Sunday, 2 October 2011

Kokoda Preparation

Clearly I'm no author, but someone who simply wanted to make a difference and so I decided to turn something very negative into something more positive.  This blog is my attempt to take you on my journey - I promise you it won't be fancy, but it will give you a sense of what I've signed up for with my trek into New Guinea and all of your generous support by both your donations, but your words of encouragement throughout this challenging time for me and my family.

So, let's take a step you know earlier this year my dad passed away from an aggressive form of Brain Cancer, and so rather than let it weigh heavily on my mind and take the passive approach to grieving his loss I decided to do the opposite, and for those who know me that's pretty much my approach to life.  I wanted to turn this around while challenging myself and with the help of the Canadian Breast Cancer Foundation (thank you!) I decided to raise money as part of my trek.

Initially my goal was $5,000 but I reached that figure within 24 I increased the goal to $10,000 but to my surprise I reached that amount in less than a week.   So I set my sights on one final goal of $15,000, which I’m glad to say we successfully reached a short while ago.  I feel very humbled by your support to me and this worthy cause. 

My challenge is to hike the Kokoda track in Papua New Guinea (Nov 7 - 18).   Depending on whom you ask, and indeed whether they even know about New Guinea let alone the Kokoda track is often a geography lesson in itself J    The Kokoda Track is arguably one of the most difficult and remote locations on the planet.   The walk starts in the village of Kokoda in the New Guinea central highlands – we fly in and land on the grass airstrip constructed during WWII.  We then begin our trek south over the Owen Stanley Ranges to the village of Owers Corner some 96km.   Unfortunately these 96km aren’t your average, everyday walk in the park; this hike takes us over a series of seemingly unsurmountable and awe inspiring razor back mountains, which with any luck we’ll complete in about 10 days. To give you a sense of the scale - Mount Bellamy is the highest peak at just over 7,000 above sea level, and for those of you who are Canadian - Whistler is just under 2,200 feet.   We're talking crazy high!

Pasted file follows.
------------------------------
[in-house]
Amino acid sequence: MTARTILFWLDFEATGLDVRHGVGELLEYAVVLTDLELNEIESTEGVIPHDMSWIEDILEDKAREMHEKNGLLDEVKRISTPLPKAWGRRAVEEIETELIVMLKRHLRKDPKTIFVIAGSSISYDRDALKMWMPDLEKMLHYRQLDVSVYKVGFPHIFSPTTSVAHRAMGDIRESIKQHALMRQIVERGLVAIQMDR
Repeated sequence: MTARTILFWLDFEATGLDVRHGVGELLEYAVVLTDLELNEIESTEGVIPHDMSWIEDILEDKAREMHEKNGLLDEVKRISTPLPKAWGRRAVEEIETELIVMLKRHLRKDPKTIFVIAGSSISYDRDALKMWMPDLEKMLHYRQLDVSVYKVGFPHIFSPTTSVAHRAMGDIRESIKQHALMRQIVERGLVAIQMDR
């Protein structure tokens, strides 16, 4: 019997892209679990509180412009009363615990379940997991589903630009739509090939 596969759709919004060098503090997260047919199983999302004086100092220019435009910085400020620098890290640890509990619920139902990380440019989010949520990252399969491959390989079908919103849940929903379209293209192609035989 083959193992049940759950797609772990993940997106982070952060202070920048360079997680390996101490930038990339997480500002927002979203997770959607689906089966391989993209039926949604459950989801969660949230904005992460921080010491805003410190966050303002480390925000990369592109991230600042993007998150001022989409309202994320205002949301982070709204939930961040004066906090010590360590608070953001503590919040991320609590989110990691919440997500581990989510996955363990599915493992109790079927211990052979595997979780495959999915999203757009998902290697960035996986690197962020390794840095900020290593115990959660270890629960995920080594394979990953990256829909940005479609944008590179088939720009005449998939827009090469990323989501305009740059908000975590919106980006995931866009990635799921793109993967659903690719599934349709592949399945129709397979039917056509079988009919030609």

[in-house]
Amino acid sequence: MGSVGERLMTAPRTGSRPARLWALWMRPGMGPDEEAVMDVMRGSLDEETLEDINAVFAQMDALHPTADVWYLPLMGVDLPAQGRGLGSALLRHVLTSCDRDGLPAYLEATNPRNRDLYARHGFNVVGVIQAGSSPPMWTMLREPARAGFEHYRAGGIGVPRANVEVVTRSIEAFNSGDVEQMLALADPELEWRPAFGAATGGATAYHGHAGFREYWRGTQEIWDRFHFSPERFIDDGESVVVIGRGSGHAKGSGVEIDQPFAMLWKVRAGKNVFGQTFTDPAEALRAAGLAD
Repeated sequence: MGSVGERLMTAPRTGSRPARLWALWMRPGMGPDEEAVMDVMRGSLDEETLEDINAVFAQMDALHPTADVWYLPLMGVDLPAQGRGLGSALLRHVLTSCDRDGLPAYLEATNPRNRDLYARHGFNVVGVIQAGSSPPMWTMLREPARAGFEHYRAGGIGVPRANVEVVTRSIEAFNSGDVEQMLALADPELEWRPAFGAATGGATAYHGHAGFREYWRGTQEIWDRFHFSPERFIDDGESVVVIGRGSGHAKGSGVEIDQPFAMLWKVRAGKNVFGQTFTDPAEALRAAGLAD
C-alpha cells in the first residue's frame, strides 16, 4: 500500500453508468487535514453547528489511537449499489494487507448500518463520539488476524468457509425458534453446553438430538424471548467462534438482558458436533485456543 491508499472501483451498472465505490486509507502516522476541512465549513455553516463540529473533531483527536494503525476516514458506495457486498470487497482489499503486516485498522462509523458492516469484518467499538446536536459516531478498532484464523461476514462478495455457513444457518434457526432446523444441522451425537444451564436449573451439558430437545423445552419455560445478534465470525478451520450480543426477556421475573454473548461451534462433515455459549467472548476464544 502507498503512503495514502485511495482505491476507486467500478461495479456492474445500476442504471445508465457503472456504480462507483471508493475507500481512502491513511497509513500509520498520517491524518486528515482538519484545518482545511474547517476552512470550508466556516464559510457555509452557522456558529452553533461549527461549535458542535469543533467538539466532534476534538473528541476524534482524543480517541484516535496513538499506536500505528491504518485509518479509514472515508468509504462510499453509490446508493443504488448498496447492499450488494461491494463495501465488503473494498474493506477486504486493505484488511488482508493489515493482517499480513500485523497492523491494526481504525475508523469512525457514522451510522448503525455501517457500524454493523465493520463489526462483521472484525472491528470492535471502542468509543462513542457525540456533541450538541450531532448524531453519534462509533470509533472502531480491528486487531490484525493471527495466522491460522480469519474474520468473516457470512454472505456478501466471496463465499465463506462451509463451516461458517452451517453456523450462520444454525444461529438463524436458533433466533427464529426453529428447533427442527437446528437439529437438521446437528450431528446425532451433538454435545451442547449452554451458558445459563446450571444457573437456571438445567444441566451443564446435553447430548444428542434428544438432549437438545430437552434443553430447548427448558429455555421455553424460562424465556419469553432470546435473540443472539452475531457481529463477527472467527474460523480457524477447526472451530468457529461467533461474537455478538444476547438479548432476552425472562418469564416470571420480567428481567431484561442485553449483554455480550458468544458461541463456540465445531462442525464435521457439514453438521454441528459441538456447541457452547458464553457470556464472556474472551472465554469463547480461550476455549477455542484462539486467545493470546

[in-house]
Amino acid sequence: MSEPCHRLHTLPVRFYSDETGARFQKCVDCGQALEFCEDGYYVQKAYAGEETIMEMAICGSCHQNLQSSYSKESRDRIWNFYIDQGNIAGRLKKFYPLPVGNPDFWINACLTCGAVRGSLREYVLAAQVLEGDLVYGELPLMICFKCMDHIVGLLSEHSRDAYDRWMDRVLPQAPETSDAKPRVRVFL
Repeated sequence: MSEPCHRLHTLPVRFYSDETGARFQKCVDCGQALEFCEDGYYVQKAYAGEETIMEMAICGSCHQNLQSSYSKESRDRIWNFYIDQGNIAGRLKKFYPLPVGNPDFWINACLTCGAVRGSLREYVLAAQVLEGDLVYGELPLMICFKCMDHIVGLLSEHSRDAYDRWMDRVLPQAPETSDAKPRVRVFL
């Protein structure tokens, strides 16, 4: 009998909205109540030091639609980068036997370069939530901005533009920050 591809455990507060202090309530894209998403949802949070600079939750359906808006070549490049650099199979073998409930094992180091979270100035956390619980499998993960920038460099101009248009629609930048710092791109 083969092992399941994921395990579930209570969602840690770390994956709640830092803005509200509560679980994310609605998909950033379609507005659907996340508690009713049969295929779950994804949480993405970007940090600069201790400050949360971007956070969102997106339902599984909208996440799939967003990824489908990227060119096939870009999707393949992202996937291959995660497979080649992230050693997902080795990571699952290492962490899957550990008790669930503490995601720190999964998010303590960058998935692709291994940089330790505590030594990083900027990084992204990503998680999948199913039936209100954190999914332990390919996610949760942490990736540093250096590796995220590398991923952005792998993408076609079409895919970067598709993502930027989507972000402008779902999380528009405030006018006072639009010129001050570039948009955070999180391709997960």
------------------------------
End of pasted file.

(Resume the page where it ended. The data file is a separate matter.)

So I've been training for about 8 weeks and with about a month to go before I leave I decided that mountain training was essential.   So this past weekend I flew out to Vancouver and trained solidly on the "Grouse Grind" at Grouse Mountain, and over two days climbed it five times.   My fastest time was 1:05 and the slowest was 1:25......not too bad considering that I hadn't been training on mountains until this weekend, especially when you consider I was carrying a 50Ib pack. 

These are a couple of photos from my weekend of mountain training on the "Grind".   Tomorrow starts the additional phase of training, in addition to my hike training; I'm starting intensive cardio conditioning with a boxing coach starting at 5:30 am three times per week.

Stay tuned for more updates on my progress!
Always up.....does it ever end?
Grouse Grind - mid point


  1. As I read your initial blog at 11:00 a.m., working on my second beer and first Boston Creamer of the day, your dedication to this adventure is staggering. Keep the updates coming. Don M.

  2. We're so proud of you Terence. In the past few years, I've lost 2 close friends to brain cancer. Thank you for honoring them.

  3. Grouse Grind 5 times! Awesome.

  4. Terence - To avoid embarassment, I won't share my time on the Grouse Grind but will say that I have a photo of myself at the top that I look at from my treadmill to be my motivation to do better for when I return to Vancouver.
    Proud of you for doing this...for all of us. KathyG

  5. Amazing fundraising TW! I'm looking forward to more updates and pictures :)